I was flying home from a speaking gig in Atlanta and was waiting at my gate in the airport terminal. My kosher Chinese takeout had made a narrow escape from TSA clutches and I started to chow down when I saw her: a fellow hair-coverer.
My stealthy spying skills are finely honed (we play Spy Alley) and therefore my staring/sorting was imperceptible to the naked eye. In between forkfuls of lemon chicken, I confidently deduced that she was very young (17), Christian, not Amish, NOS (not otherwise specified).
Now for the real question: do I approach her?
I mean, I’m always down for a religious Q & A, but not everyone is me. So, I’ve learned. But covering one’s hair, and in her case, dressing in homemade non-Western clothing, isn’t always easy, and we could all use some solidarity. So, I swallowed my mouthful and said, “Hey!”
It was at that moment that it occurred to me that I happened to be wearing my wig and not a headscarf, my more common cover-of-choice, as I was coming from a conference and was going for the professional, rather than hippie, look. So, what do I say? I’m a fellow head-coverer, but you can’t tell today, but usually I’m as conspicuous as you?
Which is pretty much what I said.
She smiled. I told her I was an Orthodox Jew and asked if it would be OK to ask her what type of religion she followed. I suppressed my fist bump when she said, “Just a Christian trying to follow the Bible.” She said she had been in South America helping a former church member who had several young children and a traveling husband. It was her first time flying. She had six siblings; I told her of my large family. She said they were all coming to meet her at the airport. I later saw them: young, countercultural, wide-eyed.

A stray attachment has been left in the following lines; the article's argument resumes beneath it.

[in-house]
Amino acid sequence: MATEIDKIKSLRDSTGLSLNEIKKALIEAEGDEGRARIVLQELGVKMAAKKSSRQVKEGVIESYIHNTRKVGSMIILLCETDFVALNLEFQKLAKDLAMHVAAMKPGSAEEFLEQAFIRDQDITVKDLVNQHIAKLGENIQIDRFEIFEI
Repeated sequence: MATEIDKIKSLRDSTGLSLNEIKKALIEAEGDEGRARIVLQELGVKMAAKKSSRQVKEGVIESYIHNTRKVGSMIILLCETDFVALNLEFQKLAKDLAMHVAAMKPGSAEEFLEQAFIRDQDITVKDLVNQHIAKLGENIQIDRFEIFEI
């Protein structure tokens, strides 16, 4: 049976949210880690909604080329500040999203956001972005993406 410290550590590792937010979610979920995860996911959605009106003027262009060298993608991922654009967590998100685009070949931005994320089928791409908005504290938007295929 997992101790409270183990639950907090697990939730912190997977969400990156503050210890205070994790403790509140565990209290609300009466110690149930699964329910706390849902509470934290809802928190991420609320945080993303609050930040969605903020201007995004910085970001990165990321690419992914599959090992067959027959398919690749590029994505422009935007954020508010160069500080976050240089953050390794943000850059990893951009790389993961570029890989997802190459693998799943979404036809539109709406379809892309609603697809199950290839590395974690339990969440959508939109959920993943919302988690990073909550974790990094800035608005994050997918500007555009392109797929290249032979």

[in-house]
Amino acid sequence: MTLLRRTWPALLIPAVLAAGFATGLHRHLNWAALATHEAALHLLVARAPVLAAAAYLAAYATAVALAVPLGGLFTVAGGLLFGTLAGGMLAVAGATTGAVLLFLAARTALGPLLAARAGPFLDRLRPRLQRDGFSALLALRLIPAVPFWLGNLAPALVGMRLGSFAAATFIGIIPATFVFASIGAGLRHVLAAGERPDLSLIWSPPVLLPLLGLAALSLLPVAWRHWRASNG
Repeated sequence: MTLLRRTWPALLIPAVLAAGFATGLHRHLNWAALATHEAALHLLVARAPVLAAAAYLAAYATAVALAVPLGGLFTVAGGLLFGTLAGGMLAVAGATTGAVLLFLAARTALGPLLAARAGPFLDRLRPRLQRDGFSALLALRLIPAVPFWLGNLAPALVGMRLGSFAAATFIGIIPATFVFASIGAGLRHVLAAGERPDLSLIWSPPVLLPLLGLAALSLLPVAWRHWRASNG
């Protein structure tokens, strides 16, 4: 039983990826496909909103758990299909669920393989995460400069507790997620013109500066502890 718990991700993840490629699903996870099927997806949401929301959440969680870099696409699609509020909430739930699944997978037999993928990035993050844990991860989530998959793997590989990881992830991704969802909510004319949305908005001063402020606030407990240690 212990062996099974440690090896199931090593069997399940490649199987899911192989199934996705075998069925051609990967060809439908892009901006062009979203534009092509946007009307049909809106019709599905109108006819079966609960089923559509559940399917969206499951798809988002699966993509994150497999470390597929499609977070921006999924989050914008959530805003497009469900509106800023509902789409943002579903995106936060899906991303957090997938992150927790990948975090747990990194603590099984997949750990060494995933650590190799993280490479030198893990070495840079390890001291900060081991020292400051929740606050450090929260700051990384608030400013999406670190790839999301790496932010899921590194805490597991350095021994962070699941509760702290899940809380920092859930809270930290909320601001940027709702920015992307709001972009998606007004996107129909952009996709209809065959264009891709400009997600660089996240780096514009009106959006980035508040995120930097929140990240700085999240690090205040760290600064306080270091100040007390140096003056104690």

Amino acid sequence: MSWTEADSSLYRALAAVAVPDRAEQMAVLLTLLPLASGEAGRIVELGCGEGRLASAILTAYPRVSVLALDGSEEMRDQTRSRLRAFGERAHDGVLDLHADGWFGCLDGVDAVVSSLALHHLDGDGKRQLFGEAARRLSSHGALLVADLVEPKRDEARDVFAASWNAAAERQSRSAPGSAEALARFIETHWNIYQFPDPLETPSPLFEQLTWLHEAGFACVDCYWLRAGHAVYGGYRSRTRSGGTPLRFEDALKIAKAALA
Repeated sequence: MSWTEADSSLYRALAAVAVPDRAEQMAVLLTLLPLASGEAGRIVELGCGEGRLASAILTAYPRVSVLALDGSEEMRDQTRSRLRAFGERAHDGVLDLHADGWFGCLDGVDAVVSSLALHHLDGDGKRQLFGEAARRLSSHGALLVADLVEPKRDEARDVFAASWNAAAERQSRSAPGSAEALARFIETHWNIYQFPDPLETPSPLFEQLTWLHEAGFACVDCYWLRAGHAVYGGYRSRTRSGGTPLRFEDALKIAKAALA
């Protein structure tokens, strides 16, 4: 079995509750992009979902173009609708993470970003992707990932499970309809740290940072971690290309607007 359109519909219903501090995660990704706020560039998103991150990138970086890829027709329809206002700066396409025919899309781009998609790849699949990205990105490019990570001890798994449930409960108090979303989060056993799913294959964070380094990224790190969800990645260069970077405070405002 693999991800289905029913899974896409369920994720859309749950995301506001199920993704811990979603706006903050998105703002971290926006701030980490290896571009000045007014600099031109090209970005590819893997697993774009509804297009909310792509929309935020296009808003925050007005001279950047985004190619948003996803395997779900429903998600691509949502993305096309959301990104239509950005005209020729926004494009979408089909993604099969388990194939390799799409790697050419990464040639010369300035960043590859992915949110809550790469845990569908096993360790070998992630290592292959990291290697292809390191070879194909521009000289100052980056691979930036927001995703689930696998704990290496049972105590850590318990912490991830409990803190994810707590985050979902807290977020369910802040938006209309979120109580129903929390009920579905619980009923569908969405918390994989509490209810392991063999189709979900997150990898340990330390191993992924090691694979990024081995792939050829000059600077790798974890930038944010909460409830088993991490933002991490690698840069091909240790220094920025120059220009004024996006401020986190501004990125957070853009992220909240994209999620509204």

I remain fascinated by fellow religionists. Their sticking out like a sore thumb makes me feel vindicated somehow. I am proud of them; they inspire me. I’m glad we met and I’m glad I spoke up.
I continue to wonder about the young not-Amish woman in the airport. Does she sometimes wish she dressed like everyone else, as I do? Does she sometimes feel proud to look different – choosing not to blend in – as I do? Does she feel honored to answer the questions that sometimes come her way, or relieved when people surreptitiously stare-without-staring and ask nothing at all?
Does she like to venture out into the big world, where all these questions become real, or prefer the shelter and insularity of home, where everything is uncomplicated?
I’ll never know the answers. I don’t even remember her very ordinary name (so unlike mine, I ruefully noted). But in many ways, I can’t get her out of my head. She is me; I am she. And yet – so different. It is the human story, yet we nearly never reach out to the stranger in the airport and say, “Hey.”
Hey. Let’s talk for five minutes and see how much we have in common. Hey. You are me, and I am you. Hey. We are all connected. Hey. Understanding you will help me understand me.